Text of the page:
„Hooked on Junk“ – k.d. lang, 1984

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„Hooked on Junk“ – k.d. lang, 1984

The last three US recessions were not caused by inflation but rather by the bursting of asset bubbles driven by the Fed’s own easy-money policies. They occurred after economic growth and inflation had remained positive (though subdued) for extended periods. As a direct result of low interest rates and unconventional monetary policy, investors were forced out on the risk curve, scrambling for yields. European high yield corporate bonds, aka junk bonds, which traded at an effective yield of 26% in December 2008, collapsed to a low of 2% in October 2017. This is one of the most incredible central bank induced distortions of all time. Has the corporate bond market become “hooked on junk” again?

What’s Next?

The corporate bond market has boomed, tripling in size from the peak of the prior cycle in 2007. During that period, the corporate bond ETF market has expanded by over ten times. As with the structured mortgage products in 2008, investors seem to be complacent about the debt products they (are forced to) own. In 2007, the lie was that you could take a bunch of low-quality loans, package them together and somehow get a AAA-rated bond. This time, the lie is that you can take a bunch of bonds that trade by appointment, lump them together in an ETF, and magically make them liquid.

Too much money chasing too few deals

Investors are desperate for yield and US companies are happy to tap this additional source of cheap money to lever up for stock buybacks, dividends and M&A, given the investor appetite for such financial engineering. The result is that US equity markets trade close to all–time highs while corporate balance sheets deteriorate. Of particular concern is the BBB-rated corporate debt market. It is considered “investment grade,” but it sits on the lowest rung of the ladder. When BBB debt gets downgraded just one notch by ratings agencies to BB, it becomes a “fallen angel” and is reclassified from investment grade to high yield. Importantly, at that point, many institutions, including endowments, pension funds and certain bond funds, are typically handcuffed with legal and/or self-imposed limits based on credit quality and must sell these holdings. Many investors still believe the investment grade corporate bond market to be the safest slice of their portfolio pie, but they should treat the BBB portion of the bond market for what it is: a medium to high-risk slice of the corporate debt pie.

Credit cycles do not die of age and leverage alone …

At the peak of the last cycle in 2007, the total investment grade market was USD 1.7 trillion, and BBB-rated debt accounted for under 25% of the total. Since then, we have experienced the second longest economic expansion on record in the United States. The investment grade market has ballooned to over USD 5 trn, with BBB-rated debt accounting for over 50% of the total. If half of the BBB-rated bonds were to be downgraded, it would entail a shift of USD 1.3 trn bonds to junk status. To put that into perspective, the entire junk market today is less than USD 1.25 trn, and the subprime mortgage market that caused so many problems in 2008 peaked at USD 1.3 trn.

… but the past suggests danger is on the way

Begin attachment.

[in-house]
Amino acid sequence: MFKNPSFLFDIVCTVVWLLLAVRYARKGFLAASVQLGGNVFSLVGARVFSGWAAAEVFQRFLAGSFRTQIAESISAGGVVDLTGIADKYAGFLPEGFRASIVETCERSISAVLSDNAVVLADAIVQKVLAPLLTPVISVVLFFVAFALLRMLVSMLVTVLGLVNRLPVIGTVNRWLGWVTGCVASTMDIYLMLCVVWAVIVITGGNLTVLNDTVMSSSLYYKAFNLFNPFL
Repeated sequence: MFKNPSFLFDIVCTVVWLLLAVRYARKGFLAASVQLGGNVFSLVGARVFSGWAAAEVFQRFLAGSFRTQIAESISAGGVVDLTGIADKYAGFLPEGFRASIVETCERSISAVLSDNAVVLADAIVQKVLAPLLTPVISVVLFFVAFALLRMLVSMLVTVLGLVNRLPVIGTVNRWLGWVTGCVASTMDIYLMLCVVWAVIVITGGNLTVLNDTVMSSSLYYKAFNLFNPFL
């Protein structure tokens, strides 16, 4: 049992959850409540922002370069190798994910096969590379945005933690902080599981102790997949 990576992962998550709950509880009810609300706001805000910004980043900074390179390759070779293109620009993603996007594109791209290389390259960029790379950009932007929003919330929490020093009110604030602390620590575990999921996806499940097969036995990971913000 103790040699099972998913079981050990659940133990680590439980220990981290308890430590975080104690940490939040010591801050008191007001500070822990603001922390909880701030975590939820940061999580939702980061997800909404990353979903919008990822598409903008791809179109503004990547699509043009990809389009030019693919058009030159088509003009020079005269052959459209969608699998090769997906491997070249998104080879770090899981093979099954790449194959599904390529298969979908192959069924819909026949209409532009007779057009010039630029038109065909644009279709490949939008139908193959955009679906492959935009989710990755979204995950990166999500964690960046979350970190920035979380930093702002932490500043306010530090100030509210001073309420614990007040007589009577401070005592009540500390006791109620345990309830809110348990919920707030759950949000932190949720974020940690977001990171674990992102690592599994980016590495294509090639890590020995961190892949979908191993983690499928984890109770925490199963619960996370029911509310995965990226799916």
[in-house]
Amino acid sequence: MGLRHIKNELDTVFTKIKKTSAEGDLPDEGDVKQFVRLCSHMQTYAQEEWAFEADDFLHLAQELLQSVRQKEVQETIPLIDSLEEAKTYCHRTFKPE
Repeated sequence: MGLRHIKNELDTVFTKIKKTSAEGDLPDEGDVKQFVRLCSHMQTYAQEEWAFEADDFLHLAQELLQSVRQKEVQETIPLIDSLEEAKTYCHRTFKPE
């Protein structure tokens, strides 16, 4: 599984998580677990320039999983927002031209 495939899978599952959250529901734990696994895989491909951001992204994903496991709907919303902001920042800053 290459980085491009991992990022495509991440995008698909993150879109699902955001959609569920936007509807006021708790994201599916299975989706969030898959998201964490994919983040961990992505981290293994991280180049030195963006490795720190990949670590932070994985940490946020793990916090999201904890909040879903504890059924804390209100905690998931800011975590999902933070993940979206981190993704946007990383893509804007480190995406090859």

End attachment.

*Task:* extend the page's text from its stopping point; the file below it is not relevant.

Years of balance sheet re-leveraging and, in some cases, lingering structural challenges have greatly diminished the ability of many corporations to withstand negative growth shocks. Throughout the first quarter this year, profit forecasts have tumbled and many investors worry that profit margins have peaked as the fiscal stimulus wears off. The threats are a combination of faster wage growth, global growth deceleration and concerns around global trade. If we see a less-friendly macro backdrop, the most indebted businesses will begin to run into trouble.


Additionally, it is very likely that the rating agencies will be far more proactive with downgrades when merited this time after they faced much scrutiny and criticism during the great financial crisis for failing to meet their responsibilities in the mortgage market. Even if only a small part of the immense BBB market were to be downgraded, investors with investment grade mandates could be forced to offload large amounts of bonds quickly. The knock-on effect to the high yield market would be catastrophic as it would swamp the much smaller and illiquid junk bond market with supply. This would come at a time when corporations are facing record levels of repayment requirements over the coming years.



The obvious trade will not be the money maker

Even though we are cautious on corporate credit, and especially the BBB segment, we do not considering shorting investment grade-rated bonds. The market believes that the Fed will counter with aggressive interest rate cuts (currently, a cut of almost 50 bps is priced in by year-end) which will be very supportive for investment grade bonds. Additionally, every CFO is conscious that retaining an investment grade rating will be key to surviving a major crisis. These companies need the credit market to not worry about their balance sheet, and whether or not they will be able to refinance those debts that mature in the near future. Confidence is everything.


Regaining market confidence will not be shareholder-friendly, but rather creditor friendly. Corporates will likely cut down on equity buybacks, dividends, M&A and capital expenditures to maintain their rating. It could be a troubling indicator for equity markets, if the biggest buyers of stocks during the recent bull market withdraw. Recently, another danger signal showed up: New corporate offerings have jumped to their highest level in years. Is the corporate crowd starting to feel that stocks are overdone?